There are many kinds of scientists we know through the lengthy pages of history. Many of them are remembered for one significant discovery which changed quite a few things that would have been prevalent at the time. Then there are a few who might have discovered two or more things which made them quite famous as well. Then there are people who have made significant discoveries or inventions, but never chose to earn through their work. They rather thought about the greater good that mankind would get from their work, such as Dr. Salk who never patented his polio vaccine as he wanted it to be affordable to all. And then there are people like Dr. Yellapragada Subba Row, a genius in more than one basic field with many important discoveries. He not only did not get the Nobel Prize, but he remained largely unknown even amongst his own contemporaries. This man was a wizard in the discovery/synthesis of wonder drugs, be it folate, methotrexate, aureomycin, or the antifilarial drug diethylcarbamazine. [1]

Born into a Telugu Brahmin family in Bhimavaram, which today lies in Andhra Pradesh, he had a rocky childhood owing to the death of his close relatives. He was brought up under difficult circumstances. His mother had to sell the little jewellery she owned to provide for his education and he eventually matriculated in his third attempt from Hindu High School, Madras. He has been described as a Brahmin boy who sought his prime motive in religion but found it in science. He married Sheshagiri, daughter of Kasturi Suryanarayana Murthy, and his medical education was funded by his father-in-law.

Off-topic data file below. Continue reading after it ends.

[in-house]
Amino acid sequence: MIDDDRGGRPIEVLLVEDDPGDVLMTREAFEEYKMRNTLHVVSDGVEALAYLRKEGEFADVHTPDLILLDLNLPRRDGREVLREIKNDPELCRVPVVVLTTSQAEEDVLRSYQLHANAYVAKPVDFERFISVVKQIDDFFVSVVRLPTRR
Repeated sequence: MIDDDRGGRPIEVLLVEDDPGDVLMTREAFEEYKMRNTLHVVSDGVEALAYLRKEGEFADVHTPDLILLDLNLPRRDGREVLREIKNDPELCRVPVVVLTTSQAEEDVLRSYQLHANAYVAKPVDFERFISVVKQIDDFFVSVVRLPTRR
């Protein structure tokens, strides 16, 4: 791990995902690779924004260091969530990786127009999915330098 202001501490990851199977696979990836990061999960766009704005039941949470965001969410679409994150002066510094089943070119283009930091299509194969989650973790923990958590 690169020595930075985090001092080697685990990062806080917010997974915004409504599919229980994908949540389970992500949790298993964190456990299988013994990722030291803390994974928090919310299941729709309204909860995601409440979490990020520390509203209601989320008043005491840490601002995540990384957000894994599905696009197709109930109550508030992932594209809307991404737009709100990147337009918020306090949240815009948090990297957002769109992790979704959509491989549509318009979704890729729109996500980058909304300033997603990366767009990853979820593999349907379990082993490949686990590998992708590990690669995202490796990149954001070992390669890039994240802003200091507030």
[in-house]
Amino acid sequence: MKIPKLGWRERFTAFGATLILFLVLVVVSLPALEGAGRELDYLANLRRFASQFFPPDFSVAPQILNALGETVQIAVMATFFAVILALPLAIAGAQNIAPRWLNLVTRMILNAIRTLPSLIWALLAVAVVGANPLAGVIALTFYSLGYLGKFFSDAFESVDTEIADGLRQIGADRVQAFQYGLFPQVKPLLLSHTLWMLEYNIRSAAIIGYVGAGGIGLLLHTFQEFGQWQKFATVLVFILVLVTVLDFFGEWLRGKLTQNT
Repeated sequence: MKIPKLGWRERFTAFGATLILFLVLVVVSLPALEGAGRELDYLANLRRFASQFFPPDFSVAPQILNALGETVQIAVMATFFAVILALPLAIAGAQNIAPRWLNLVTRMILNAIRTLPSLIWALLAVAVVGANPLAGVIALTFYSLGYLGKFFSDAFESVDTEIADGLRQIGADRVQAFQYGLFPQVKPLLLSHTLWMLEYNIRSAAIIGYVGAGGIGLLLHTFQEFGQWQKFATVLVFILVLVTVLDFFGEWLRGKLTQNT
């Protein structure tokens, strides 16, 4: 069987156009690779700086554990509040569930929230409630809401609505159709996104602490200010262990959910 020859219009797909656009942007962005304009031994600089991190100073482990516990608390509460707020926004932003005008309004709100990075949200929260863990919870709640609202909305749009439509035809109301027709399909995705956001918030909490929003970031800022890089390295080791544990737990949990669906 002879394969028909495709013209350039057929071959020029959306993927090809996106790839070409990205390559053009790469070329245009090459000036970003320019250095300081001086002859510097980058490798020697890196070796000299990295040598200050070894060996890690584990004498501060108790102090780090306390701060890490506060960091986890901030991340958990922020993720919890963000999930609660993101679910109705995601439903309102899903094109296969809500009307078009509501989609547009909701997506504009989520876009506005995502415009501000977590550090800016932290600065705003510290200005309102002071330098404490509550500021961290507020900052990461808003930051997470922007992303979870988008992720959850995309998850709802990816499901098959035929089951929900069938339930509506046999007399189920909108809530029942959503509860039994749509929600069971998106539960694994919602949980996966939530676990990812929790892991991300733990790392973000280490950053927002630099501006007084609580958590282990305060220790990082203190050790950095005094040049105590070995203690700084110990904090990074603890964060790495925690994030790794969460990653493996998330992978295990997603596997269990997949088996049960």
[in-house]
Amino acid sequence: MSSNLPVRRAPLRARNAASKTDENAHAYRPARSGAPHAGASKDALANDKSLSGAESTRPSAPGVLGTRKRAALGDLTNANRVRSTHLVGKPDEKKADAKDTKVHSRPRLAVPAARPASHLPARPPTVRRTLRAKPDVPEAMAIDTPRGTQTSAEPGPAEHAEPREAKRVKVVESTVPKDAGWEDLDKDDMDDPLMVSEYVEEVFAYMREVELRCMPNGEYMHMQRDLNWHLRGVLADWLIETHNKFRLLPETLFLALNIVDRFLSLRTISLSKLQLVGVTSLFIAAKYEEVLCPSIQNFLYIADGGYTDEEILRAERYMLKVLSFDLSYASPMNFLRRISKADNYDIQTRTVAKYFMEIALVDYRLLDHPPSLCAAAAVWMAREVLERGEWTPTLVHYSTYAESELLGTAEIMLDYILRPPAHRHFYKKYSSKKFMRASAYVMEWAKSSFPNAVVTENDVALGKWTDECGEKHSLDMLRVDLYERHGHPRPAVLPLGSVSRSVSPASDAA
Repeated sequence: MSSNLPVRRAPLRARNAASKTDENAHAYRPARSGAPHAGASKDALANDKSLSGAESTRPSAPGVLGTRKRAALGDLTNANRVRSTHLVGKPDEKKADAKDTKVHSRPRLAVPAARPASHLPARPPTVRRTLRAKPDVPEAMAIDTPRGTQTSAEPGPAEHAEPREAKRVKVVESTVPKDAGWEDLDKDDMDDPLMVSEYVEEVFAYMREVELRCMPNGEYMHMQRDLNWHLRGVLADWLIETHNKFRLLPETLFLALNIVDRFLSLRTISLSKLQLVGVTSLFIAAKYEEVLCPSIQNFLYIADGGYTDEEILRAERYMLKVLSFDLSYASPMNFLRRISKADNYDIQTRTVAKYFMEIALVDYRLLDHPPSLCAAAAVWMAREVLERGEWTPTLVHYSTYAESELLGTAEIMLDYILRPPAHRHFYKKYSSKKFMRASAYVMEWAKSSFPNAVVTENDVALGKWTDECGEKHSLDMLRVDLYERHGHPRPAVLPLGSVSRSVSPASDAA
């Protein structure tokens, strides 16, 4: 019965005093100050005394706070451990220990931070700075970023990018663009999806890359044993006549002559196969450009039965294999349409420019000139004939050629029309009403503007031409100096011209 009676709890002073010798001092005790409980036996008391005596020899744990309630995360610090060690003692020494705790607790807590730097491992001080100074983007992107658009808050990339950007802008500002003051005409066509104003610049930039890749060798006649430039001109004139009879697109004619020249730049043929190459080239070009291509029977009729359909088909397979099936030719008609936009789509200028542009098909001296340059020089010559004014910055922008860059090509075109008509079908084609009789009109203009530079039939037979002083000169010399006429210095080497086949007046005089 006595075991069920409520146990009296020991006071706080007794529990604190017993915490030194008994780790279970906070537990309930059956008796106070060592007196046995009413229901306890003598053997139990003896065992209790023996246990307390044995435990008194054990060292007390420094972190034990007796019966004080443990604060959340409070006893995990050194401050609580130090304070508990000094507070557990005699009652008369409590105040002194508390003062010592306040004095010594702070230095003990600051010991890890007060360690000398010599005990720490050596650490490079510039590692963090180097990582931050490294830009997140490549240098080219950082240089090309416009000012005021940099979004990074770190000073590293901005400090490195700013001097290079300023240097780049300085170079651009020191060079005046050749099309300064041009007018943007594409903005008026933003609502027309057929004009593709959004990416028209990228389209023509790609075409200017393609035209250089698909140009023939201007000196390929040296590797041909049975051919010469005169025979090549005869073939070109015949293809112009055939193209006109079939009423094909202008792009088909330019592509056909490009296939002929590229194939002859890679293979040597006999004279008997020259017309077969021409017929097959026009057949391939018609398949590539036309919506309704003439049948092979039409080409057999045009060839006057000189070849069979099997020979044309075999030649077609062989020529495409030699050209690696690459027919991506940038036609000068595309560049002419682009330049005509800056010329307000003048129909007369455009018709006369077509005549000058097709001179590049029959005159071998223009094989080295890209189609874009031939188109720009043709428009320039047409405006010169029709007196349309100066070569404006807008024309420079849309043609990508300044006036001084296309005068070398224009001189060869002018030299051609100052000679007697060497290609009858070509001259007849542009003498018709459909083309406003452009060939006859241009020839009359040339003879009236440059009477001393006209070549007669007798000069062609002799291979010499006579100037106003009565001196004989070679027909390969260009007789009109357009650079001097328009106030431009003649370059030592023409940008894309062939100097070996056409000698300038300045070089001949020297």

Being a true patriot, he took Gandhi's call to boycott British goods to heart and even began wearing Khadi surgical gowns, thus angering his teacher, the surgeon M.C. Bradfield at Madras Medical College. Subsequently, he was awarded the lesser LMS certificate in 1921 and not the full MBBS degree. [2]

Death again came knocking at his doorstep in the form of Tropical Sprue, and took away from him his brother Purushottam. He joined as a lecturer of Anatomy and Physiology at Madras Ayurvedic College having failed to enter the Madras Medical Service. Financial assistance from his father-in-law helped him to move to the United States to pursue his education. He earned his Diploma in Tropical Medicine from the Harvard School of Tropical Medicine in 1924, and he then enrolled for Ph.D. in Biochemistry at Harvard Medical School. His son was born at around the same time, but he sadly lost him to erysipelas 8 months later. [3]